Denmark is often highlighted as a “flexicurity” country with lax employment protection legislation, generous unemployment insurance, and active labor market policies. This model has coped with the Great Recession and the Covid-19 pandemic, avoiding large increases in long-term and structural unemployment. The recovery from Covid-19 alongside re-openings has been swift, so labor market effects were temporary. A string of recent reforms has boosted labor supply and employment; although fiscal sustainability is ensured, demographic changes challenge the labor market. Real wage growth has been positive and responded—with some lag—to unemployment.
Employment rates are high, increasing in recent years due to cyclical factors and structural reforms.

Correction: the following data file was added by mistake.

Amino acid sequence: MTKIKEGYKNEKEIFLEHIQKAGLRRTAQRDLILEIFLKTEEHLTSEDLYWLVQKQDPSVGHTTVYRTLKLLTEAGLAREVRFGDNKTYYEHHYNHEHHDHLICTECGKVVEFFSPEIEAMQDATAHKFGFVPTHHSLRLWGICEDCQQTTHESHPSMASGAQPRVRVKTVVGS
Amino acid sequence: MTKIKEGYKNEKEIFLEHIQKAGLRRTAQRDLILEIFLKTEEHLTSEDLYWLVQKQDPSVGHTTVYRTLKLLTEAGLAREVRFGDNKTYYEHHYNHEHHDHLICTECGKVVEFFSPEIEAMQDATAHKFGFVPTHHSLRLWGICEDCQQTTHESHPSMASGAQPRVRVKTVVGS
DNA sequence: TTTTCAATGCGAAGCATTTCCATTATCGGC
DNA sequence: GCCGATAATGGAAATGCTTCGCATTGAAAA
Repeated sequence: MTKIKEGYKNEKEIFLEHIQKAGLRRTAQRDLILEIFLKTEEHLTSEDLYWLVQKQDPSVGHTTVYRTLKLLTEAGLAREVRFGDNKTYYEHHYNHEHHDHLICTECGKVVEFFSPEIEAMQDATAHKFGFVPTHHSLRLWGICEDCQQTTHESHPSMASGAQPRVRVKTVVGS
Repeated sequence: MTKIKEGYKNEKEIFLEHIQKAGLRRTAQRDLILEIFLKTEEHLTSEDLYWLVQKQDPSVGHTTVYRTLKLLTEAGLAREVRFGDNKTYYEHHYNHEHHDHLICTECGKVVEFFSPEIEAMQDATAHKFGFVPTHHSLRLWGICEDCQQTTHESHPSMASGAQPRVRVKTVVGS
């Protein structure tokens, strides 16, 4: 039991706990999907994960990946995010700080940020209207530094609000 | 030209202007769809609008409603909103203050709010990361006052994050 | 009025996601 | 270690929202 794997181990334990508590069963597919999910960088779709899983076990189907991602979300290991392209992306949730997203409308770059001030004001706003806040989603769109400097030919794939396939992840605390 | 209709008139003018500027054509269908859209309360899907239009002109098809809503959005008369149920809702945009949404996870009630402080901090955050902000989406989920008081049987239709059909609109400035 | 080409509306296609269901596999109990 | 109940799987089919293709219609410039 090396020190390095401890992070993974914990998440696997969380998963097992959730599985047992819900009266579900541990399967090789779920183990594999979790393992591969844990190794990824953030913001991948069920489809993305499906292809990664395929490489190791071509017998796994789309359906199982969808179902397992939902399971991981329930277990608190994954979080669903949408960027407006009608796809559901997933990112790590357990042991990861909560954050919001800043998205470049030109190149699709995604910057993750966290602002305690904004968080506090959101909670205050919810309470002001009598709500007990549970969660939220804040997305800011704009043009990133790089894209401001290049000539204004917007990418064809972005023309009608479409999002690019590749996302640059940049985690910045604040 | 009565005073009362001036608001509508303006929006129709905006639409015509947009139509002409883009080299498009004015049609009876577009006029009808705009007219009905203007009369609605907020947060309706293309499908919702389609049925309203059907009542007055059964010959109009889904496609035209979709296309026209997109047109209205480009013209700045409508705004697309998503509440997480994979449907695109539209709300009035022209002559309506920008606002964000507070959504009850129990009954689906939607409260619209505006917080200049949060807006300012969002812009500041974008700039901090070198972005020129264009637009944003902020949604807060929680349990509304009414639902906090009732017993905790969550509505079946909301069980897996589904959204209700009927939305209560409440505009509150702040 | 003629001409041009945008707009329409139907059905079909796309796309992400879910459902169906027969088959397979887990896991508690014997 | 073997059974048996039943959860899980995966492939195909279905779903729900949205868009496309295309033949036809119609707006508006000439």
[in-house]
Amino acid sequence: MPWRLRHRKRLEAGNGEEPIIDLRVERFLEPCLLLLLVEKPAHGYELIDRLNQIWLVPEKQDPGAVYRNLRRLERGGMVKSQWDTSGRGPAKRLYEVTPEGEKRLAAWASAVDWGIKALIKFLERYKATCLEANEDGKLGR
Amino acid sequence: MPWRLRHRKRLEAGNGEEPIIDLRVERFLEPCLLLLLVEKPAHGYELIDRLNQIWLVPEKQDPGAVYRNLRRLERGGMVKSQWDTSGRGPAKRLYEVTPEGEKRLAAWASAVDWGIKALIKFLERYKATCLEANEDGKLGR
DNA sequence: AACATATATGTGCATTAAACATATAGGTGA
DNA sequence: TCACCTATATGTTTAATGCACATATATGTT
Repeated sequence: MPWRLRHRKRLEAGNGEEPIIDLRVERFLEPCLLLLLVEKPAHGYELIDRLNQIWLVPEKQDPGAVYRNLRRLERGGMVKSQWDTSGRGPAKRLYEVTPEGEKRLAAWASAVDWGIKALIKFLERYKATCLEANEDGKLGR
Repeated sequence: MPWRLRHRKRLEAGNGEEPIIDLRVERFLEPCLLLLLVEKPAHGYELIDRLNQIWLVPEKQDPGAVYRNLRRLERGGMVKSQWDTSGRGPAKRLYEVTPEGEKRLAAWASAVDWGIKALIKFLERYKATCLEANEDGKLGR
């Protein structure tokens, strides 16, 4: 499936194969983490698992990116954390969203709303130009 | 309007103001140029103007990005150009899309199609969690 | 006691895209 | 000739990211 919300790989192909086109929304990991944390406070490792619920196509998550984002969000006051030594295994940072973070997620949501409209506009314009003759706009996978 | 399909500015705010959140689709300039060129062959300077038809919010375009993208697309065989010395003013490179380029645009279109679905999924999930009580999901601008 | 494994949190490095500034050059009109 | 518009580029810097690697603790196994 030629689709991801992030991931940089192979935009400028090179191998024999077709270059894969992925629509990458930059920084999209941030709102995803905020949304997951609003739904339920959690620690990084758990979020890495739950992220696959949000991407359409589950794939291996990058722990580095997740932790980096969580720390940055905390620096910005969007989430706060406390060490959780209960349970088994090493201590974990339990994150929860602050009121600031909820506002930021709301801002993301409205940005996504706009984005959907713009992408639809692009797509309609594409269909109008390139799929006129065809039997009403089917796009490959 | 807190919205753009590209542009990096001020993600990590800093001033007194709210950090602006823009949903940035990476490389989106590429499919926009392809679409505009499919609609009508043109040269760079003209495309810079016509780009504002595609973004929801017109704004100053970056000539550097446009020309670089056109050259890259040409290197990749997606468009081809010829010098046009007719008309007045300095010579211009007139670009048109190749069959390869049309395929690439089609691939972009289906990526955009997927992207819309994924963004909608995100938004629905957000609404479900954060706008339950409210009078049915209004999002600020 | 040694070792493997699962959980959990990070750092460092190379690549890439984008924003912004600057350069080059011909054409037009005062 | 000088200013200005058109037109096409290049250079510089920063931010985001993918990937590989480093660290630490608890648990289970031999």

High job turnover rates ensure most unemployment spells are short, preventing increases in unemployment raising structural unemployment.
Resilience to the Great Recession and the Covid-19 pandemic has avoided sharp increases in long-term and youth unemployment.
Wage adjustment has been flexible, preserving wage competitiveness.
There are few working poor.
A large share of youth enters the labor market with a low qualification level; this is especially challenging because there are few low-skilled jobs.
Average working hours are low.
Job turnover may be detrimental to human capital accumulation.
Wage inequality is widening moderately.
Demographic changes challenge the labor market.